Bet on Blue: The New Mexico Lobos Are Out of Options
Game Week: Triple Option edition has arrived. In what is becoming a theme, Boise State is seeking revenge against a team that took them down in 2015. This week the Broncos look to avenge 2015’s embarrassing loss to New Mexico on The Blue while slaying the ghosts of triple option past. Fan anxiety is at dangerously high levels as visions of fullback dives, missed assignments, and WIDE open receivers are reoccurring in their nightmares. As always, Bet on Blue will attempt to be the soothing Xanax that stops the hyperventilating in Bronco Nation.
Boise State is 4-0 after dispatching Utah State on Saturday night. The 21-10 victory keeps the dreams of winning the Mountain West Conference alive and well, but did little to quell the building angst amongst a Boise State fan base that seems to be waiting for the other shoe to drop. This week’s Bet on Blue will attempt to calm those fears by featuring a rudimentary triple option primer, diving into BSU’s 31-24 loss of 2015, and detailing why the 2016 Broncos are built to limit the options of the Lobos from New Mexico. Then, of course, we will decide if we should Bet on Blue this Friday night.
The Triple Option: A History Lesson
The triple option is a demonic football scheme that was invented by Satan to tempt otherwise wholesome and disciplined football players into playing unsound defense. It is called the triple option because the quarterback has three options (obviously) on each play. The quarterback chooses which option to take based on his read of specific defensive players.
The first read, called the dive read, tells the quarterback whether or not he should hand the ball off to the fullback. If the dive read defender crashes inside then the quarterback will keep the ball and run a sweep. Having decided against the fullback dive, the quarterback will move on to his next read, the pitch read, and either keep the ball or pitch it to a trailing running back depending on the defender’s reaction. That’s pretty much it, oh wait, almost forgot…there’s also cut blocks, lots and lots of knee destroying cut blocks.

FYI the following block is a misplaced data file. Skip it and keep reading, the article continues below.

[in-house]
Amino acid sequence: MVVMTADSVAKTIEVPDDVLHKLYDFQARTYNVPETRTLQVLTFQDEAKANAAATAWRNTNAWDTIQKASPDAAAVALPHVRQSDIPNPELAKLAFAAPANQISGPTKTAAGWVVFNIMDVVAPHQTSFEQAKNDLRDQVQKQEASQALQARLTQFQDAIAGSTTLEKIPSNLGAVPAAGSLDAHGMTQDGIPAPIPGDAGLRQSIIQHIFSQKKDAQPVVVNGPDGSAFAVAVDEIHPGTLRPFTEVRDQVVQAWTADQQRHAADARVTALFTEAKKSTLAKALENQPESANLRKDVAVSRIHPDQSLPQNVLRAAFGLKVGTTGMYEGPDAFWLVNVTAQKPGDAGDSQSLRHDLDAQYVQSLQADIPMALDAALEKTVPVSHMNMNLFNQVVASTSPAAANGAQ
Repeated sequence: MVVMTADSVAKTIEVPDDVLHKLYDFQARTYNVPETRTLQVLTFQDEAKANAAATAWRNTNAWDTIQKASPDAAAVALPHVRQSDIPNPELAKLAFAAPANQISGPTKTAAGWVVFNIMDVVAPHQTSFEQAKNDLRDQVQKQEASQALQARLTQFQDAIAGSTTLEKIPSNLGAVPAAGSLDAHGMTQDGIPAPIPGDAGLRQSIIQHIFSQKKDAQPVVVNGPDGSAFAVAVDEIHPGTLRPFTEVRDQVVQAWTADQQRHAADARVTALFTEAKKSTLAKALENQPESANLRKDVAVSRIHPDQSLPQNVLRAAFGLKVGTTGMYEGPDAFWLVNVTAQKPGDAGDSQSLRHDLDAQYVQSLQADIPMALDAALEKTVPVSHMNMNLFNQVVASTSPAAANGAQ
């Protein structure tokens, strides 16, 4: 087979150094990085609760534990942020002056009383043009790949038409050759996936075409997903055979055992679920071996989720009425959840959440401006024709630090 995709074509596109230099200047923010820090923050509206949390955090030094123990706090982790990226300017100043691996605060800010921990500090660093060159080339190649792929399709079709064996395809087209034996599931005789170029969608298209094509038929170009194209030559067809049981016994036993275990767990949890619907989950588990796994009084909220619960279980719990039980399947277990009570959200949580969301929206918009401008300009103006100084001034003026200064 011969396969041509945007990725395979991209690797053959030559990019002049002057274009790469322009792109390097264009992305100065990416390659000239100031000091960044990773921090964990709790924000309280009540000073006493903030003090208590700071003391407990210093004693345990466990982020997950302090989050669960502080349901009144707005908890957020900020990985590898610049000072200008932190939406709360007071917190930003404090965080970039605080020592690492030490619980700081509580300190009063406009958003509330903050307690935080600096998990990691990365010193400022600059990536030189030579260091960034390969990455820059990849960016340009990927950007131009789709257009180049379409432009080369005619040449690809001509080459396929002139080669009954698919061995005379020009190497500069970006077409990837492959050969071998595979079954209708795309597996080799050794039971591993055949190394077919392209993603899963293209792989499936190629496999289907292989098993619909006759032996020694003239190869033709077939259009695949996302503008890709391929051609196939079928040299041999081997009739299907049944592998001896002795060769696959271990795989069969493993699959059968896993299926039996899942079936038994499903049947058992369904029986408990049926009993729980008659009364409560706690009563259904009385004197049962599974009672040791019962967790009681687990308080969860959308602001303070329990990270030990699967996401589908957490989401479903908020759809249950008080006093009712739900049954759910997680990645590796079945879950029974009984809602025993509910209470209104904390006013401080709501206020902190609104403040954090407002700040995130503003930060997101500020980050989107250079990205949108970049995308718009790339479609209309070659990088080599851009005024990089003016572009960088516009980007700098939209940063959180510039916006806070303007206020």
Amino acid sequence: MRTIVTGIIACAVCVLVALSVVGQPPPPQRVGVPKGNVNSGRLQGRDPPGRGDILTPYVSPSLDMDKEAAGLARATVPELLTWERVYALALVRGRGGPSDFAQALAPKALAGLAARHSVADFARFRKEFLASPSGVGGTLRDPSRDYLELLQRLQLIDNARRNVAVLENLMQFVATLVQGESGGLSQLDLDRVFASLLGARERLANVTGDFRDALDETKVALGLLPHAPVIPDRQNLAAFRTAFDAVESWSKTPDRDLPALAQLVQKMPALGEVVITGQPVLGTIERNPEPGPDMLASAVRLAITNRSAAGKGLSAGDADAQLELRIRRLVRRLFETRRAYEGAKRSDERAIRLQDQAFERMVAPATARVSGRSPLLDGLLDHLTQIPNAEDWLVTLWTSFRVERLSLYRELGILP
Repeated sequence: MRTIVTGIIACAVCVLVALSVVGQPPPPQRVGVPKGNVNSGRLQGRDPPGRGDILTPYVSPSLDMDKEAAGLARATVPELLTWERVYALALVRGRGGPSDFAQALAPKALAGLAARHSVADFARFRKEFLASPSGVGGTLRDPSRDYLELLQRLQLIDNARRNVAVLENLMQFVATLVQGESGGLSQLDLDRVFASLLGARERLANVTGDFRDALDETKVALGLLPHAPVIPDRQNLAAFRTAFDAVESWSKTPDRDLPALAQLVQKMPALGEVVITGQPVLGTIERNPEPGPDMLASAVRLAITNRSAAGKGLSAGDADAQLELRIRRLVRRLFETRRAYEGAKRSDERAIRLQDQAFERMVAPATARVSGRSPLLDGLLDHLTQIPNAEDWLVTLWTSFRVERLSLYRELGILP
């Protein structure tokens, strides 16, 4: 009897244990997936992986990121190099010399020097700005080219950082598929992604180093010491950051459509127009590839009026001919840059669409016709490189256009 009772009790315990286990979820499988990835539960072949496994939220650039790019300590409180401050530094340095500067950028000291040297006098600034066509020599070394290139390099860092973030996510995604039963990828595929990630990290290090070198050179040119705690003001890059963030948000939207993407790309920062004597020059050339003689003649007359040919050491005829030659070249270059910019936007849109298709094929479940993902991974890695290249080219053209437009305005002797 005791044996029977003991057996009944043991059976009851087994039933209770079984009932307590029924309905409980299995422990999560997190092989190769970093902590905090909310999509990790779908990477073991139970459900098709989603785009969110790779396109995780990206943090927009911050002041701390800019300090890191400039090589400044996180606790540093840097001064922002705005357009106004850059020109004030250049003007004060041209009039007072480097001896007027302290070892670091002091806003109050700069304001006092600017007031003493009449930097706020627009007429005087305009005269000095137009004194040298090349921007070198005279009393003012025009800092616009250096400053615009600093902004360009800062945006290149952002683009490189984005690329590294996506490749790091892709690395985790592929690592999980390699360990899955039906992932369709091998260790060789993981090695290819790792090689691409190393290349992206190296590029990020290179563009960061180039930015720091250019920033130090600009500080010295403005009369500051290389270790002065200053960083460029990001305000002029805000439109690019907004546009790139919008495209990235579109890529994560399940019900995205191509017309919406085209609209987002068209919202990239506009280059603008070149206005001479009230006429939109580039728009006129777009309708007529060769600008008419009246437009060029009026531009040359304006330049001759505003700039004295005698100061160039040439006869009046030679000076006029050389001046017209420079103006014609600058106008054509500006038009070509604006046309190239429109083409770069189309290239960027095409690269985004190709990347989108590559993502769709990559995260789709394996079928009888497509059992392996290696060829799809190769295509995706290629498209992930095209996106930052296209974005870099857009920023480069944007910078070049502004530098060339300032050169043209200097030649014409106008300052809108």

The triple option is a fairly simple scheme that works because it forces the opposing team to go against their natural aggressive instincts and instead play assignment-sound football. On each snap, all 11 defensive players have a specific and vital assignment based on the formation and actions of the offense. Essentially, the defense needs to have a “read and react” mindset instead of the “pin your ears back” mentality that often defines a good defense. That’s an overly simple description of the triple option, but it’ll do. Let’s look back on that 2015 game, shall we?
The “Shaking-My-Head” 2015 loss to New Mexico
Bet on Blue is fully aware that the first rule of Bronco losses is to never talk about Bronco losses. Let’s make an exception in this case as we try to figure out why Boise State lost to New Mexico last season, and what can be done differently to prevent that unthinkable outcome in 2016.
Looking at the box score of the Bronco’s 31-24 loss to New Mexico, it is really quite amazing that BSU lost the game. Here are some stats (via ESPN.com) from the game that, in isolation, would make you think that the game was just another Bronco blowout of an overmatched MWC foe:
3rd Down Conversions
Time of Possession
If after looking at those numbers you can’t figure out how BSU lost, you’re not alone. So what does explain the loss? Well, like most BSU losses this decade, the answer is big plays and turnovers. The Broncos gave up run plays of 74 and 40 yards and pass plays of 46, 42, 81, and 30 yards (that’s over 75% of New Mexico’s total offensive yards in six plays). Boise State also had far too many drives that didn’t end in kicks. BSU threw three interceptions, lost a fumble, and turned the ball over on downs twice.